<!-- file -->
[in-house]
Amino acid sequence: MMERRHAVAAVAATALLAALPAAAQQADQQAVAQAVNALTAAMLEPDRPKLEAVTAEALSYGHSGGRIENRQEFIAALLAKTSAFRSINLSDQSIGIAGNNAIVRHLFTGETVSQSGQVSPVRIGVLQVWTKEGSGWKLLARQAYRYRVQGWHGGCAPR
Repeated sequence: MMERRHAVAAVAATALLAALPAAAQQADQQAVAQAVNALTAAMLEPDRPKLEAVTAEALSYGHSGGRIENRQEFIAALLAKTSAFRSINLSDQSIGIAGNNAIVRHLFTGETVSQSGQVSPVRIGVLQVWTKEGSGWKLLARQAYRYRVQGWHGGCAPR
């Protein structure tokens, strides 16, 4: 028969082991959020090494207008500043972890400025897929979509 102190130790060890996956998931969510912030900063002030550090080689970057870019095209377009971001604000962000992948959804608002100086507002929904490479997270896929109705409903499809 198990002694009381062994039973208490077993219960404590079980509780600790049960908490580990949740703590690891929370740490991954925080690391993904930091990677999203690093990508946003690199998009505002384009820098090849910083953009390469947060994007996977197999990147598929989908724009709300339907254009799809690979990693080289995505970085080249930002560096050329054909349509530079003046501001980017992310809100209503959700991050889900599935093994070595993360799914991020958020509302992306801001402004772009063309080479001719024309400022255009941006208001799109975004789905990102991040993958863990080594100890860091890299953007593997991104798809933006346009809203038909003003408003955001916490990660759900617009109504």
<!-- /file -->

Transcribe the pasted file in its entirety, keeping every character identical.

[in-house]
Amino acid sequence: MMERRHAVAAVAATALLAALPAAAQQADQQAVAQAVNALTAAMLEPDRPKLEAVTAEALSYGHSGGRIENRQEFIAALLAKTSAFRSINLSDQSIGIAGNNAIVRHLFTGETVSQSGQVSPVRIGVLQVWTKEGSGWKLLARQAYRYRVQGWHGGCAPR
Repeated sequence: MMERRHAVAAVAATALLAALPAAAQQADQQAVAQAVNALTAAMLEPDRPKLEAVTAEALSYGHSGGRIENRQEFIAALLAKTSAFRSINLSDQSIGIAGNNAIVRHLFTGETVSQSGQVSPVRIGVLQVWTKEGSGWKLLARQAYRYRVQGWHGGCAPR
């Protein structure tokens, strides 16, 4: 028969082991959020090494207008500043972890400025897929979509 102190130790060890996956998931969510912030900063002030550090080689970057870019095209377009971001604000962000992948959804608002100086507002929904490479997270896929109705409903499809 198990002694009381062994039973208490077993219960404590079980509780600790049960908490580990949740703590690891929370740490991954925080690391993904930091990677999203690093990508946003690199998009505002384009820098090849910083953009390469947060994007996977197999990147598929989908724009709300339907254009799809690979990693080289995505970085080249930002560096050329054909349509530079003046501001980017992310809100209503959700991050889900599935093994070595993360799914991020958020509302992306801001402004772009063309080479001719024309400022255009941006208001799109975004789905990102991040993958863990080594100890860091890299953007593997991104798809933006346009809203038909003003408003955001916490990660759900617009109504």